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Read President Obama’s citation of Maya Angelou when awarding her the Presidential Medal of Freedom.

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February 16, 2022, 2:11pm

Yesterday in 2010, President Obama awarded the Presidential Medal of Freedom to Maya Angelou, titanic writer, performer, activist, and “spokesperson for . . . all people who are committed to raising the moral standards of living in the United States.” Angelou was recognized alongside three other artists: Yo-Yo Ma, Jasper Johns and Gerda Weissmann Klein. (Alas, she was also recognized alongside another president.) Today, we’re taking the time to read Obama’s admiring citation.

Here is the text of Obama’s awards speech, honoring Angelou’s life and work:

As a girl, Marguerite Ann Johnson endured trauma and abuse that actually led her to stop speaking. But as a performer, and ultimately a writer, a poet, Maya Angelou found her voice. It’s a voice that’s spoken to millions, including my mother, which is why my sister is named Maya.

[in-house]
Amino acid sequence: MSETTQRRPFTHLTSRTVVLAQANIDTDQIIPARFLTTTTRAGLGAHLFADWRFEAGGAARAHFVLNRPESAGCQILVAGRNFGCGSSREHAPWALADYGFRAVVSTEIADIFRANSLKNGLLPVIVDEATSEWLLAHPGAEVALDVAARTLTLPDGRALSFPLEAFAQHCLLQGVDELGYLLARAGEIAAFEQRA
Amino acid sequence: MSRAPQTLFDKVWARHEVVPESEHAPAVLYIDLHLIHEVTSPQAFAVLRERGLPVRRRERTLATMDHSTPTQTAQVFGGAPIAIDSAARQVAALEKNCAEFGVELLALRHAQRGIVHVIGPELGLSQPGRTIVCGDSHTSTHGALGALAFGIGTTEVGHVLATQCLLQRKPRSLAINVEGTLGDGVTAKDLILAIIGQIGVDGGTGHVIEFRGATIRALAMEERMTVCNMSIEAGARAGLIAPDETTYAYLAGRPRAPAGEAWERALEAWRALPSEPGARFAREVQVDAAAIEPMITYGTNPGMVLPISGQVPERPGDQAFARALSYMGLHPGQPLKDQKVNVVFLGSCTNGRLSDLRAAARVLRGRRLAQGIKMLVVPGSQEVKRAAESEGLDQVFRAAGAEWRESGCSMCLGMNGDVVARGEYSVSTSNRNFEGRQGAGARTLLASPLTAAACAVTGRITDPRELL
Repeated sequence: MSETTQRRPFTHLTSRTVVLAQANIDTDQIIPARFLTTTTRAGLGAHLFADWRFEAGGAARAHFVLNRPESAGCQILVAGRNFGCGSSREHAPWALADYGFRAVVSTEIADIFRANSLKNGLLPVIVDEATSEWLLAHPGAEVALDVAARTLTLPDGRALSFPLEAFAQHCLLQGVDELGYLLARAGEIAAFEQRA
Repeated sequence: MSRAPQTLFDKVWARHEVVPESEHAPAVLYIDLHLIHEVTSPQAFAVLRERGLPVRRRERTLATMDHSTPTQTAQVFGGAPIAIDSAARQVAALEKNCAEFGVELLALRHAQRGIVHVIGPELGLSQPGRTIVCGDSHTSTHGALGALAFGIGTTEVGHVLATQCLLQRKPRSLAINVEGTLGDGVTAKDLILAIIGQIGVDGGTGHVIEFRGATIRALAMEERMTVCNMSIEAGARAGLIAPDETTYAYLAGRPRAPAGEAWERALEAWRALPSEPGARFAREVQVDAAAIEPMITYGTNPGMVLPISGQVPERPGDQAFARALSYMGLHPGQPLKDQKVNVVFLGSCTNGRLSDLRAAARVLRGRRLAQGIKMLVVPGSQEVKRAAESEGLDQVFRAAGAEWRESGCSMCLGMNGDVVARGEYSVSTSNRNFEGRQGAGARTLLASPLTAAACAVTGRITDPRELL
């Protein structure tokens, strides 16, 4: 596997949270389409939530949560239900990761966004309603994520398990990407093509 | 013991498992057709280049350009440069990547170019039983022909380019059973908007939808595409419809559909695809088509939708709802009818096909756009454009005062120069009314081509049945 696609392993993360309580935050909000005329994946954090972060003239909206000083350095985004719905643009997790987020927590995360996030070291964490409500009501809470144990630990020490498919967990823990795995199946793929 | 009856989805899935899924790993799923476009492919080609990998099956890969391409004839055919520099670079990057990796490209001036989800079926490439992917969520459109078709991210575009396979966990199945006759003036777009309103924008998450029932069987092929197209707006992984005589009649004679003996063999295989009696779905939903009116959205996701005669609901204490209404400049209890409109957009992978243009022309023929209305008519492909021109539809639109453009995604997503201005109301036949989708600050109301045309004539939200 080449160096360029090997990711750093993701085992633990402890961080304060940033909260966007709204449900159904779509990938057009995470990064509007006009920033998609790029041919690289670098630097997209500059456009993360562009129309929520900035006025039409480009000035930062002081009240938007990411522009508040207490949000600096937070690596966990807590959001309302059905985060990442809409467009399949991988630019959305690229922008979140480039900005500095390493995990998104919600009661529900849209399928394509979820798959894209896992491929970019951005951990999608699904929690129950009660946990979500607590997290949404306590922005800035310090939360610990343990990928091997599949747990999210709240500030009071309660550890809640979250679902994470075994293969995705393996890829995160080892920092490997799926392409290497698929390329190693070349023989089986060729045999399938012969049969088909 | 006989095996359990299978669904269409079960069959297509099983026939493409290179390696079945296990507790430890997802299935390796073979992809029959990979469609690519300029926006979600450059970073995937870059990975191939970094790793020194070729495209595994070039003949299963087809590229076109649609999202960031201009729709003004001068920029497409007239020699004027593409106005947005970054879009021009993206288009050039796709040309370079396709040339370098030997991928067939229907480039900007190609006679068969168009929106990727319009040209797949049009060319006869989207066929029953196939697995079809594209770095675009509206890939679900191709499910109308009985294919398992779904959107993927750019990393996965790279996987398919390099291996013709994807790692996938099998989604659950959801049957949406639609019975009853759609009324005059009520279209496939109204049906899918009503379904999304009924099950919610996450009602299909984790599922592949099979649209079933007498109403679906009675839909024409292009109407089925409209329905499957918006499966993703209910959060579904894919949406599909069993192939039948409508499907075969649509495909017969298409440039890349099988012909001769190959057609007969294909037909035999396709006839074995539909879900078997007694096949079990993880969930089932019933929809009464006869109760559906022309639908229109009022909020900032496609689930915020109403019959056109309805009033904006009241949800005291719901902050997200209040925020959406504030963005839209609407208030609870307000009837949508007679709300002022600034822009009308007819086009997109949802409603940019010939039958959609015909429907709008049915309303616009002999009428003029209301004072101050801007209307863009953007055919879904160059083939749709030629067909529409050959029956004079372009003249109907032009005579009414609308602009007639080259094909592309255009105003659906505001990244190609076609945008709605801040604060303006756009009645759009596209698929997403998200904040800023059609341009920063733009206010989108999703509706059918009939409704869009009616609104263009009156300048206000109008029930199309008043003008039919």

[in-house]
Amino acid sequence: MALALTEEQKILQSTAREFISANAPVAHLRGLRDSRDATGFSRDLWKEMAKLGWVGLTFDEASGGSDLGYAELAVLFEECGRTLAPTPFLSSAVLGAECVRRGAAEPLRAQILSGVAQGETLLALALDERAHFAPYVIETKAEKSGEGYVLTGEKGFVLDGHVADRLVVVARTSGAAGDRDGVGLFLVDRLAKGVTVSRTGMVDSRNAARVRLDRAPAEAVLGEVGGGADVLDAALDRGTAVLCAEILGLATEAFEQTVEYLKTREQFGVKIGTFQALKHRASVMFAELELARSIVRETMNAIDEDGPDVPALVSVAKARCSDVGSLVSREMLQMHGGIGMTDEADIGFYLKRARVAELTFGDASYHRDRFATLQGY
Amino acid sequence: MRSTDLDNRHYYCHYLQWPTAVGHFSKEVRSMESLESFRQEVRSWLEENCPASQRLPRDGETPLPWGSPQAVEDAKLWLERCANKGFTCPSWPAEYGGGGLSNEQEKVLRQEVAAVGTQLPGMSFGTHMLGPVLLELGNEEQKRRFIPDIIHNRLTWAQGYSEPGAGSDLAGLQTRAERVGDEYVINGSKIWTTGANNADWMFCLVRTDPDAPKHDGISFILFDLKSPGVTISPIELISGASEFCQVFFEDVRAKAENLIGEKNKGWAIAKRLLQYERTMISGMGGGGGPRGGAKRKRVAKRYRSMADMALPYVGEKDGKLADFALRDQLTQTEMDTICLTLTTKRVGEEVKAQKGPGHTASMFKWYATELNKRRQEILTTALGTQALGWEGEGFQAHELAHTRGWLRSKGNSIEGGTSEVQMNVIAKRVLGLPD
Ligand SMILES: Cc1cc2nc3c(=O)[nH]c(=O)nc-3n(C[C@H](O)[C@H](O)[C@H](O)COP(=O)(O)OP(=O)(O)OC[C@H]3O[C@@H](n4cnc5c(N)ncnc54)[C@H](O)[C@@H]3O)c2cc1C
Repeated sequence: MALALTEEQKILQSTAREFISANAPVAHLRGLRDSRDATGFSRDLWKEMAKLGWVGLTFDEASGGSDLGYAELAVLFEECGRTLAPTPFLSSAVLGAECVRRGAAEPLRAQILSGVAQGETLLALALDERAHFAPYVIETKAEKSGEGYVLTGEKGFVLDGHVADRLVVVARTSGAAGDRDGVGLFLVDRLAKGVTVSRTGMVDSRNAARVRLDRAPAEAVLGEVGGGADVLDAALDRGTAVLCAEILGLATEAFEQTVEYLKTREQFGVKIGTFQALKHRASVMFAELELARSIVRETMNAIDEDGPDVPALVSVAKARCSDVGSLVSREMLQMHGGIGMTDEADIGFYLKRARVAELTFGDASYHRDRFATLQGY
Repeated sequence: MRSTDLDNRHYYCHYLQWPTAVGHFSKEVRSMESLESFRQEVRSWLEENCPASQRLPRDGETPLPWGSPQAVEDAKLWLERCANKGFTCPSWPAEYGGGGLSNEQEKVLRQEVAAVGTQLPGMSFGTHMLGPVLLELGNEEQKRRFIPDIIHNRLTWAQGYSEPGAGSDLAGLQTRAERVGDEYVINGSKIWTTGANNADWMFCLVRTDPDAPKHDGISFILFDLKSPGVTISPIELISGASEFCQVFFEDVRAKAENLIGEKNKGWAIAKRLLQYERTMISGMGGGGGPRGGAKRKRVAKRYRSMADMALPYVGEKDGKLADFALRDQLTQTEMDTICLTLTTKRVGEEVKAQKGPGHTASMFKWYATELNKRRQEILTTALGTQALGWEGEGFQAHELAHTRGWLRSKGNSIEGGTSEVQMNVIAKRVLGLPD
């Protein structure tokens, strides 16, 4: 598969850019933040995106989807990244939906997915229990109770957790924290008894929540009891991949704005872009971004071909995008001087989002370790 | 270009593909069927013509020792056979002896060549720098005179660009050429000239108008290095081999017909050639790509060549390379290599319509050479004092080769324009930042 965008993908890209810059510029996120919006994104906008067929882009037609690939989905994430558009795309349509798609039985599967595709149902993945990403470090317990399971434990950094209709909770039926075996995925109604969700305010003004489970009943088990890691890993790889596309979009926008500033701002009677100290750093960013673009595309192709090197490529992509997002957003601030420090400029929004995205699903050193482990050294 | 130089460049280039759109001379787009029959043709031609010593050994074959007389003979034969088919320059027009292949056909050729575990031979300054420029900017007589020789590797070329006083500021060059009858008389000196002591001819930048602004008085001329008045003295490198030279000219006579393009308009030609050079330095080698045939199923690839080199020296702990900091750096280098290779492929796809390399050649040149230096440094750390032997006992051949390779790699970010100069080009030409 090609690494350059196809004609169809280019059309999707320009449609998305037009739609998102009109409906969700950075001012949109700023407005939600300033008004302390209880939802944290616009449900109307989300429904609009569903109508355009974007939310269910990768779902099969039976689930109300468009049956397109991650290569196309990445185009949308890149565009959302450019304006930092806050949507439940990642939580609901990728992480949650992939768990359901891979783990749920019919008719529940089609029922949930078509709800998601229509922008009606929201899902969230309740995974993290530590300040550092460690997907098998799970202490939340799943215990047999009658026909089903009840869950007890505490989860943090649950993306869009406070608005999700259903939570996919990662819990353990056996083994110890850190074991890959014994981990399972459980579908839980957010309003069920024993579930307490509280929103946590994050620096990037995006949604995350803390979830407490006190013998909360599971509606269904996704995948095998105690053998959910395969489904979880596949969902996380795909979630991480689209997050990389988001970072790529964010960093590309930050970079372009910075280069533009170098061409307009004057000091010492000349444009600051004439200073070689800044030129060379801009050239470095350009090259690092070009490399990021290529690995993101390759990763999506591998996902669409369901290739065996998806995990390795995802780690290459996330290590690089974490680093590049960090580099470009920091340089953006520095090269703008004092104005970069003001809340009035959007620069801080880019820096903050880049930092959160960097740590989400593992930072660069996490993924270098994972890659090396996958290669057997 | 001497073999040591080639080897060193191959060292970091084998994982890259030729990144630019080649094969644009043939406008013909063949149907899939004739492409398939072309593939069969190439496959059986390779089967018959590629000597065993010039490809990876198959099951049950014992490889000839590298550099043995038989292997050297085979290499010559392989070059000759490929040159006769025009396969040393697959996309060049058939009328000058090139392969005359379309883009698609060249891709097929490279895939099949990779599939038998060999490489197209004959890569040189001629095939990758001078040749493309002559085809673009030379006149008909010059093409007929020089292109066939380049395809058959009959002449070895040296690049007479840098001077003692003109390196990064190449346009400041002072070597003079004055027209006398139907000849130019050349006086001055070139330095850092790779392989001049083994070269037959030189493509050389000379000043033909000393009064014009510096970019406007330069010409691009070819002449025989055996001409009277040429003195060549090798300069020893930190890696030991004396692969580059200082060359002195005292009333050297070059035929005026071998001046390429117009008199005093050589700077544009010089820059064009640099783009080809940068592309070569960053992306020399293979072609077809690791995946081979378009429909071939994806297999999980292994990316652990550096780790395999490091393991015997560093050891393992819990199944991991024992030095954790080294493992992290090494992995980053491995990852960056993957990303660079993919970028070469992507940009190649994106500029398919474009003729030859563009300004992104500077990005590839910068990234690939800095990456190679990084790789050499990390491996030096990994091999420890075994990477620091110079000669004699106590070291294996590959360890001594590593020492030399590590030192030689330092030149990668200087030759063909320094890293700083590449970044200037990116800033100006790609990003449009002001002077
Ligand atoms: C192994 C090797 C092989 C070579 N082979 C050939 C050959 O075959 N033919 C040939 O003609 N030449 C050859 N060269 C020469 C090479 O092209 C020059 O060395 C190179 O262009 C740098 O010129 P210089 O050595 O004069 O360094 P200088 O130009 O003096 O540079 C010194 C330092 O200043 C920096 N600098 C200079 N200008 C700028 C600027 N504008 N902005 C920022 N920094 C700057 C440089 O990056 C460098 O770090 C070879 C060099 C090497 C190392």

By holding on, even amid cruelty and loss, and then expanding to a sense of compassion, an ability to love—by holding on to her humanity—she has inspired countless others who have known injustice and misfortune in their own lives. I won’t try to say it better than Maya Angelou herself, who wrote that:

History, despite its wrenching pain,

Cannot be unlived, and if faced with courage,

Need not be lived again.

Lift up your eyes upon

The day breaking for you.

Give birth again

To the dream . . .

Dr. Maya Angelou. Out of a youth marked by pain and injustice, Dr. Maya Angelou rose with an unbending determination to fight for civil rights and inspire every one of us to recognize and embrace the possibility and potential we each hold.

With her soaring poetry, towering prose and mastery of a range of art forms, Dr. Angelou has spoken to the conscience of our nation. Her soul-stirring words have taught us how to reach across division and honor the beauty of our world.

You can also watch Angelou respond to her award here. Thank you, Maya Angelou!

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